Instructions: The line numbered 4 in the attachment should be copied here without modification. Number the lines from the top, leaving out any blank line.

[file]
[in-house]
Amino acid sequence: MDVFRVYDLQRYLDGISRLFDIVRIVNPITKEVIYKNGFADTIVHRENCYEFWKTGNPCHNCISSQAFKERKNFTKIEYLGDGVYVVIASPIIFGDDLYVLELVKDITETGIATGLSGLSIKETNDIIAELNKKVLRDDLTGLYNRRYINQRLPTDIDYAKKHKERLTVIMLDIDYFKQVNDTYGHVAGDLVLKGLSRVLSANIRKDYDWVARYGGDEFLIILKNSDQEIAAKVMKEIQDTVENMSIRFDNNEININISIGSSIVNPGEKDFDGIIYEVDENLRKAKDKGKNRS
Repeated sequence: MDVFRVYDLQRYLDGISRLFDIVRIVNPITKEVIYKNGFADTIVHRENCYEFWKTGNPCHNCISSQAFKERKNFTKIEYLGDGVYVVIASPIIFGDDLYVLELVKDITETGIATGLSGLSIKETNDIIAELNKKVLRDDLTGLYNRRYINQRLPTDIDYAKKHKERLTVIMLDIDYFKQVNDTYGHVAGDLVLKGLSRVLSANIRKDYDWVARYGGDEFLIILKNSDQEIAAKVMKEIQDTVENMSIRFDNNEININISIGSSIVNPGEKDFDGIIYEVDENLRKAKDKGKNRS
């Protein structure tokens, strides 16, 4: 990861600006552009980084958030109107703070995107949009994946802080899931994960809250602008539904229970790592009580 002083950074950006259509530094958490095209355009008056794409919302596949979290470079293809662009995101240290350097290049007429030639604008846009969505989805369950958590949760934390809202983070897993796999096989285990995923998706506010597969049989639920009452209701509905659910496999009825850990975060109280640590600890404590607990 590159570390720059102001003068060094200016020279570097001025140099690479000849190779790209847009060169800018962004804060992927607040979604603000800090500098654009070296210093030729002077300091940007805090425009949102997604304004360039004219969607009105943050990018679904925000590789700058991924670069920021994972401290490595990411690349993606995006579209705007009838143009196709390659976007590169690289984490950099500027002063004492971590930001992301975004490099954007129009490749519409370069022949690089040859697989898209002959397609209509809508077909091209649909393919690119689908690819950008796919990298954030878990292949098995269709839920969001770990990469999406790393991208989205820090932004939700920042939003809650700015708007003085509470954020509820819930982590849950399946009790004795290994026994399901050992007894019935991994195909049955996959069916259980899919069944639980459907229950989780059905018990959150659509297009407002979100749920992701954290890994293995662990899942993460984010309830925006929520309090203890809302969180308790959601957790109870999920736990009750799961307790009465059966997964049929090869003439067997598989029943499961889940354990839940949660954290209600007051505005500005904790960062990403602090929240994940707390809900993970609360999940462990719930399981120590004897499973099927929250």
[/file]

């Protein structure tokens, strides 16, 4: 990861600006552009980084958030109107703070995107949009994946802080899931994960809250602008539904229970790592009580 002083950074950006259509530094958490095209355009008056794409919302596949979290470079293809662009995101240290350097290049007429030639604008846009969505989805369950958590949760934390809202983070897993796999096989285990995923998706506010597969049989639920009452209701509905659910496999009825850990975060109280640590600890404590607990 590159570390720059102001003068060094200016020279570097001025140099690479000849190779790209847009060169800018962004804060992927607040979604603000800090500098654009070296210093030729002077300091940007805090425009949102997604304004360039004219969607009105943050990018679904925000590789700058991924670069920021994972401290490595990411690349993606995006579209705007009838143009196709390659976007590169690289984490950099500027002063004492971590930001992301975004490099954007129009490749519409370069022949690089040859697989898209002959397609209509809508077909091209649909393919690119689908690819950008796919990298954030878990292949098995269709839920969001770990990469999406790393991208989205820090932004939700920042939003809650700015708007003085509470954020509820819930982590849950399946009790004795290994026994399901050992007894019935991994195909049955996959069916259980899919069944639980459907229950989780059905018990959150659509297009407002979100749920992701954290890994293995662990899942993460984010309830925006929520309090203890809302969180308790959601957790109870999920736990009750799961307790009465059966997964049929090869003439067997598989029943499961889940354990839940949660954290209600007051505005500005904790960062990403602090929240994940707390809900993970609360999940462990719930399981120590004897499973099927929250």